1 Journal of International Economics 45 (1998) 115 135. How does foreign direct investment affect economic growth? 1. E. Borensztein a , *, J. De Gregorio b , J-W. Lee c a International Monetary Fund, Research Department, Washington DC 20431 USA. b Center for Applied Economics, Department of Industrial Engineering, Universidad de Chile, Santiago, Chile c Economics Department, Korea University and NBER, Seoul 136 -701 Korea Received 21 February 1996; received in revised form 24 February 1997; accepted 20 May 1997. Abstract We test the effect of foreign direct investment (FDI) on economic growth in a cross-country regression framework, utilizing data on FDI flows from industrial countries to 69 developing countries over the last two decades. Our results suggest that FDI is an important vehicle for the transfer of technology, contributing relatively more to growth than domestic investment .
2 However, the higher productivity of FDI holds only when the host country has a minimum threshold stock of human capital. Thus, FDI contributes to economic growth only when a sufficient absorptive capability of the advanced technologies is available in the host economy. 1998 Elsevier Science Keywords: foreign direct investment ; economic growth; Cross-country regression frame- work; Developing countries *Corresponding author: Tel.: 11 202 6237679; Fax: 11 202 6234740; e-mail: 1. We are grateful for comments from Robert Barro, Elhanan Helpman, Boyan Jovanovic, Mohsin Khan, Se-Jik Kim, Donald Mathieson, Sergio Rebelo, Jeffrey Sachs, Peter Wickham, and two anonymous referees. Comments by participants in seminars at 1995 World Congress of the Econo- metric Society, Korean Macroeconomics Workshop, Kobe University, and Osaka University were very helpful.
3 This paper was partially prepared while Jose de Gregorio and Jong-Wha Lee were at the Research Department, International Monetary Fund. Any opinions expressed are only those of the authors and not those of the institutions with which the authors are affiliated. 0022-1996 / 98 / $ 1998 Elsevier Science All rights reserved. PII S0022-1996( 97 )00033-0. 116 E. Borensztein et al. / Journal of International Economics 45 (1998) 115 135. 1. Introduction Technology diffusion plays a central role in the process of economic In contrast to the traditional growth framework, where technological change was left as an unexplained residual, the recent growth literature has highlighted the dependence of growth rates on the state of domestic technology relative to that of the rest of the world. Thus, growth rates in developing countries are, in part, explained by a catch-up' process in the level of technology.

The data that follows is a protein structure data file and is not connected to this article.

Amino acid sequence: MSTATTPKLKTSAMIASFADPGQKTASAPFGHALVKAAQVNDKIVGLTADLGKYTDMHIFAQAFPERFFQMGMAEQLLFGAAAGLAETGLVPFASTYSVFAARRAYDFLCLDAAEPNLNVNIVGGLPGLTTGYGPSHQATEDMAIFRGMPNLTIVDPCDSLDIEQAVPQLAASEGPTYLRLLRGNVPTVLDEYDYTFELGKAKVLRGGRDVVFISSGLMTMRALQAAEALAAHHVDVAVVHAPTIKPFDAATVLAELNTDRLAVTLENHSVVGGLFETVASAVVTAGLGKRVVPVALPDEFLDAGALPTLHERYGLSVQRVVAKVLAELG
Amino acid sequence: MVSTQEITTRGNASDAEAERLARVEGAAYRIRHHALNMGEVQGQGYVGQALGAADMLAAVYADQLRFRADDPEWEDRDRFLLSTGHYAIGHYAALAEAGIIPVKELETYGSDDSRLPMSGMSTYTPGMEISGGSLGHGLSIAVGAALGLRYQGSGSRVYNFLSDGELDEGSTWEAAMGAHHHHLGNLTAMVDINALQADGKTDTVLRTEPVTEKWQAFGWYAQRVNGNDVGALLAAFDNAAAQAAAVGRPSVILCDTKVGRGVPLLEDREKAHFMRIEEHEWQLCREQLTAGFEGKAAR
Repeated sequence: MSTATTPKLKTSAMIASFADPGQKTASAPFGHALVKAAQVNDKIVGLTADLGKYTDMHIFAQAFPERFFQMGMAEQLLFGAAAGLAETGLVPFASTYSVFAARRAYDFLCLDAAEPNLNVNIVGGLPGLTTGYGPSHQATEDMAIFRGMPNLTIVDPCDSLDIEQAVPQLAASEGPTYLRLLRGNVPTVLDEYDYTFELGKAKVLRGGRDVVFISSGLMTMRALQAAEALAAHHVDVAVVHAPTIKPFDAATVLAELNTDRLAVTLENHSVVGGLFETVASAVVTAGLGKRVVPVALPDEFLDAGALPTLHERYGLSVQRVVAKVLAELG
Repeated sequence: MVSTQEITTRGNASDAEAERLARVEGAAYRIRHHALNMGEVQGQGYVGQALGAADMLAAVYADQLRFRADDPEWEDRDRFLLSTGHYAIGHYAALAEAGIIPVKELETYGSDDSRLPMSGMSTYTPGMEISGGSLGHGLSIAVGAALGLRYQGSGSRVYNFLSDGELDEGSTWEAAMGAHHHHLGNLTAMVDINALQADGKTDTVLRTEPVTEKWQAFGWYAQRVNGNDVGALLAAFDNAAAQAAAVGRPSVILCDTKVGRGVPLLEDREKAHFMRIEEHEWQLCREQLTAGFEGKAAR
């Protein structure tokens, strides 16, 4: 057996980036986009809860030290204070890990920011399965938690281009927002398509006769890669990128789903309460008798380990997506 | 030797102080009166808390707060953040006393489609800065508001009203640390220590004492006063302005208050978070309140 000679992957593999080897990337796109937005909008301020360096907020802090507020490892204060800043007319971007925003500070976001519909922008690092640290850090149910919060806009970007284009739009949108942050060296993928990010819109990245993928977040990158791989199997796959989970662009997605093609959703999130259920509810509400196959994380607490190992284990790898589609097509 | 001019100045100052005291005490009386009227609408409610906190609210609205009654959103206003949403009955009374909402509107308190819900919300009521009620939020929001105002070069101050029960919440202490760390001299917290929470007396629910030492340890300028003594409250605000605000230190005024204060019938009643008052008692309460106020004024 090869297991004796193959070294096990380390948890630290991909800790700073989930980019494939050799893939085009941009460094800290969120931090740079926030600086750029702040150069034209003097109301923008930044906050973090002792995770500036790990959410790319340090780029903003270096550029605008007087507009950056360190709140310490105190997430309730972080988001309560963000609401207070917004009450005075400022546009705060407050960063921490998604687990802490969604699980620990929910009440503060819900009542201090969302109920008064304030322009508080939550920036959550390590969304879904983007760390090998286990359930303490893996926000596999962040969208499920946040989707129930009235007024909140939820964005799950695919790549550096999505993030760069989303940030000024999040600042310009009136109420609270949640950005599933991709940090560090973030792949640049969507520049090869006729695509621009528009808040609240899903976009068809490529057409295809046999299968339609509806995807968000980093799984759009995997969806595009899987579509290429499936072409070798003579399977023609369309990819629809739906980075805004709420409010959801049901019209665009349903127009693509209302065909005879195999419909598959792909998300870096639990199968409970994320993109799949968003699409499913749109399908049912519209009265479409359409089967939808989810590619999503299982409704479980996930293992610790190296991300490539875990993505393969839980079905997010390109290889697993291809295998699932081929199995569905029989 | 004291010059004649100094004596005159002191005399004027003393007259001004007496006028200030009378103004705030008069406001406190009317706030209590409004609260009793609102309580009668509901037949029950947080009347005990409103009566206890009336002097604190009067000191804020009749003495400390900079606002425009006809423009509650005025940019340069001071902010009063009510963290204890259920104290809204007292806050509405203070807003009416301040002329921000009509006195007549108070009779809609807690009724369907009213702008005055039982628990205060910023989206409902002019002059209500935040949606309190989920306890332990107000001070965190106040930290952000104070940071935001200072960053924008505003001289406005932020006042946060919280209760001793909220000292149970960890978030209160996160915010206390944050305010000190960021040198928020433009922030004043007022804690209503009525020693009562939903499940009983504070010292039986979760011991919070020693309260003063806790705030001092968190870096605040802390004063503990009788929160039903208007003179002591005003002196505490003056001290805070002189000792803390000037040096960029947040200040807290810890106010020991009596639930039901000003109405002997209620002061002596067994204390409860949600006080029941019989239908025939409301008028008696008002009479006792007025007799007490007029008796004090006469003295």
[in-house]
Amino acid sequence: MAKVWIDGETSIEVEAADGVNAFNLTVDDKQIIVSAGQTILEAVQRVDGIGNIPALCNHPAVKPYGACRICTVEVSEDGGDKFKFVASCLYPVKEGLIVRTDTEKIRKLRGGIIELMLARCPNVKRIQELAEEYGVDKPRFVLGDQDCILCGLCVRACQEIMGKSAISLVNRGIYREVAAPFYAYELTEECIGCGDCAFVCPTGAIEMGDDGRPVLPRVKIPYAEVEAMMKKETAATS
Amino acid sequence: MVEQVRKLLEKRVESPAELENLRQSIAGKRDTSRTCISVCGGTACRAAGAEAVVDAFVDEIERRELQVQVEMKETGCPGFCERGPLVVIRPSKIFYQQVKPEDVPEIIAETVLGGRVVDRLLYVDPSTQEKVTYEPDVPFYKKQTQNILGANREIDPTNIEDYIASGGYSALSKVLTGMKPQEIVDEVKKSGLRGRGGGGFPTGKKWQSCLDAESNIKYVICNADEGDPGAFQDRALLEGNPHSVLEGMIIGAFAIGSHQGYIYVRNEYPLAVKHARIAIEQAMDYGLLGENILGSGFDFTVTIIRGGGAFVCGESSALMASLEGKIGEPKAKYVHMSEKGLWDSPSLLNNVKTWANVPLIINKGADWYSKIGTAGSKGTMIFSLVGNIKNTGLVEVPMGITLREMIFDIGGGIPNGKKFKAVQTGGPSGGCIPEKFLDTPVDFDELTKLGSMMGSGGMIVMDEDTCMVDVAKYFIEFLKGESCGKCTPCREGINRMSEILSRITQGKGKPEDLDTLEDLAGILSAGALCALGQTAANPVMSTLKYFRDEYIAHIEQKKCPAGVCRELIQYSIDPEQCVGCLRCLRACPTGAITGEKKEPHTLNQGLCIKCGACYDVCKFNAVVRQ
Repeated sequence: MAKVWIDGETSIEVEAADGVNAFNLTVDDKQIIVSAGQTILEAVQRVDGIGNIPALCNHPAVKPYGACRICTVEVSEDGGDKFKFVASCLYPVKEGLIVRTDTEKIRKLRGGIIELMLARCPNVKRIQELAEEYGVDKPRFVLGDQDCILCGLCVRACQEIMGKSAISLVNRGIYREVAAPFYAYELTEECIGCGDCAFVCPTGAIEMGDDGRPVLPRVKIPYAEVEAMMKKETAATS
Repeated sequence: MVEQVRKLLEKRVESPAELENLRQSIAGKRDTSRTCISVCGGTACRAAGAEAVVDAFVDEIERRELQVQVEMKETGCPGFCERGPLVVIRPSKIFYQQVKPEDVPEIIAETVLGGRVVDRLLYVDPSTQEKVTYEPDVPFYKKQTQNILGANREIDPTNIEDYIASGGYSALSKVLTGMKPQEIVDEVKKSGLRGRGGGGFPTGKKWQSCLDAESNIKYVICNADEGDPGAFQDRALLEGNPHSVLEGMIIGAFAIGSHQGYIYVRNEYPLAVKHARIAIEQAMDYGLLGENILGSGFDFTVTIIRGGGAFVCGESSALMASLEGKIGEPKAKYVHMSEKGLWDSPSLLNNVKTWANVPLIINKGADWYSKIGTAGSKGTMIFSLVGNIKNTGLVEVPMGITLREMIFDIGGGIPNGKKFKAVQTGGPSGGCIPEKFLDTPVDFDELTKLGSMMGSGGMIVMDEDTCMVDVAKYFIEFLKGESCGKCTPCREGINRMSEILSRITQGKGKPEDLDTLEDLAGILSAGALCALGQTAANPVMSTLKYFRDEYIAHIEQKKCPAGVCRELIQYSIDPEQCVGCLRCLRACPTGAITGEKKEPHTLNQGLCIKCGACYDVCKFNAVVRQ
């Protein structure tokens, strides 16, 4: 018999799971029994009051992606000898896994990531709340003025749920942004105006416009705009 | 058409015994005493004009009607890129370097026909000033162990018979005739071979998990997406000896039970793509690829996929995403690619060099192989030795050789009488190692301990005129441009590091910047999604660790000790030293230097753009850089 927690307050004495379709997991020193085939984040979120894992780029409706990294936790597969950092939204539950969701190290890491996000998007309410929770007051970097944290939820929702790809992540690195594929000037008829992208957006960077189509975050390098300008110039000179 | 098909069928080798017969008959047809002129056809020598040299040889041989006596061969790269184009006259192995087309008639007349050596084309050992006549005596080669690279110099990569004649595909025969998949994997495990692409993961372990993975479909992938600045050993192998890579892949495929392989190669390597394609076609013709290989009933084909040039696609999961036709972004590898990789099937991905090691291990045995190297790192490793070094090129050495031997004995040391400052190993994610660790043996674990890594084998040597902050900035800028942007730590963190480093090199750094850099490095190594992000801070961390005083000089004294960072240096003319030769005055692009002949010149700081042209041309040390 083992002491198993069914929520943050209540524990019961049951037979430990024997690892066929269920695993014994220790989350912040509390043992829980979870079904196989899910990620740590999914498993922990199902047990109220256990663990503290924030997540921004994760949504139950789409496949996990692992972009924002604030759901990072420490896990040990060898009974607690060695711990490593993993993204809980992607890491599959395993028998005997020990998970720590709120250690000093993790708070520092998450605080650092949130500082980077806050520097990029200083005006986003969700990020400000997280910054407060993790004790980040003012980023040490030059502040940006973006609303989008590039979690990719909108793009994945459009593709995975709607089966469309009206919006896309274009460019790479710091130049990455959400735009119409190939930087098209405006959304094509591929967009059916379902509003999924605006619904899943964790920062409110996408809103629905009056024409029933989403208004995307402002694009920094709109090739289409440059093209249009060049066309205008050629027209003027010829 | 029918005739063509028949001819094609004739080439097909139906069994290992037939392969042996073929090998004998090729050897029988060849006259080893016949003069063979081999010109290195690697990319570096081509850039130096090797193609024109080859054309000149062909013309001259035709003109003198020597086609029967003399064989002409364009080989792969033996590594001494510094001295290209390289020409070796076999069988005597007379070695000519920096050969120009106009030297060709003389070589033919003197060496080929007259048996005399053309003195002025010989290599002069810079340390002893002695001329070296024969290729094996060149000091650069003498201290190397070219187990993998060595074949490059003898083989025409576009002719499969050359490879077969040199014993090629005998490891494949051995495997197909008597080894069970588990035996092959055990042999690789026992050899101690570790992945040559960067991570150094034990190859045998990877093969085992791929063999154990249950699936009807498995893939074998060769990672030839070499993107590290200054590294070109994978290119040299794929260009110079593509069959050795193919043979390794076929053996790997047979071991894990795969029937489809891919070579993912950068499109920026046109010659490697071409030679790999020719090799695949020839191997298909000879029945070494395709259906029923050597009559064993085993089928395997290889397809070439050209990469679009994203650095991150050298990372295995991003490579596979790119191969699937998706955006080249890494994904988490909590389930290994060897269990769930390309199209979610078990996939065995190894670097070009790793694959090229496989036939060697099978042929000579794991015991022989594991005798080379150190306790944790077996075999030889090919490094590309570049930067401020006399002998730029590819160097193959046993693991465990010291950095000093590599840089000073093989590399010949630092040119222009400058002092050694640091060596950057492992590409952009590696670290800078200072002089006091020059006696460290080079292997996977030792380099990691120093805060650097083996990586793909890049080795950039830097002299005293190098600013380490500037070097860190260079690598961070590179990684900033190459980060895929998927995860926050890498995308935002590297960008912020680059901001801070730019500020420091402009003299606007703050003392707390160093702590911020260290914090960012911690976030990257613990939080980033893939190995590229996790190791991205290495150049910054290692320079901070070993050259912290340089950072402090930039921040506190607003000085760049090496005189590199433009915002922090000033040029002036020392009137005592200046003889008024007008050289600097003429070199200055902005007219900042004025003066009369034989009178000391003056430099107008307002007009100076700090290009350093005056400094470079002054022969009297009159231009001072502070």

4 In a typical model of technology diffusion, the rate of economic growth of a backward country depends on the extent of adoption and implementation of new tech- nologies that are already in use in leading countries. Technology diffusion can take place through a variety of channels that involve the transmission of ideas and new technologies. Imports of high-technology products, adoption of foreign technology and acquisition of human capital through various means are certainly important conduits for the international diffusion of Besides these channels, foreign direct investment by multinational corporations (MNCs) is considered to be a major channel for the access to advanced technologies by developing countries. MNCs are among the most technologically advanced firms, accounting for a substantial part of the world's research and development (R and D) investment .
5 Some recent work on economic growth has highlighted the role of foreign direct investment in the technological progress of developing countries. Findlay (1978) postulates that foreign direct investment increases the rate of technical progress in the host country through a contagion' effect from the more advanced technology, management practices, etc. used by the foreign firms. Wang (1990) incorporates this idea into a model more in line with the neoclassical growth framework, by assuming that the increase in knowledge' applied to production is determined as a function of foreign direct investment (FDI). The purpose of this paper is to examine empirically the role of FDI in the process of technology diffusion and economic growth in developing countries. We motivate the empirical work by a model of endogenous growth, in which the rate of technological progress is the main determinant of the long-term growth rate of income.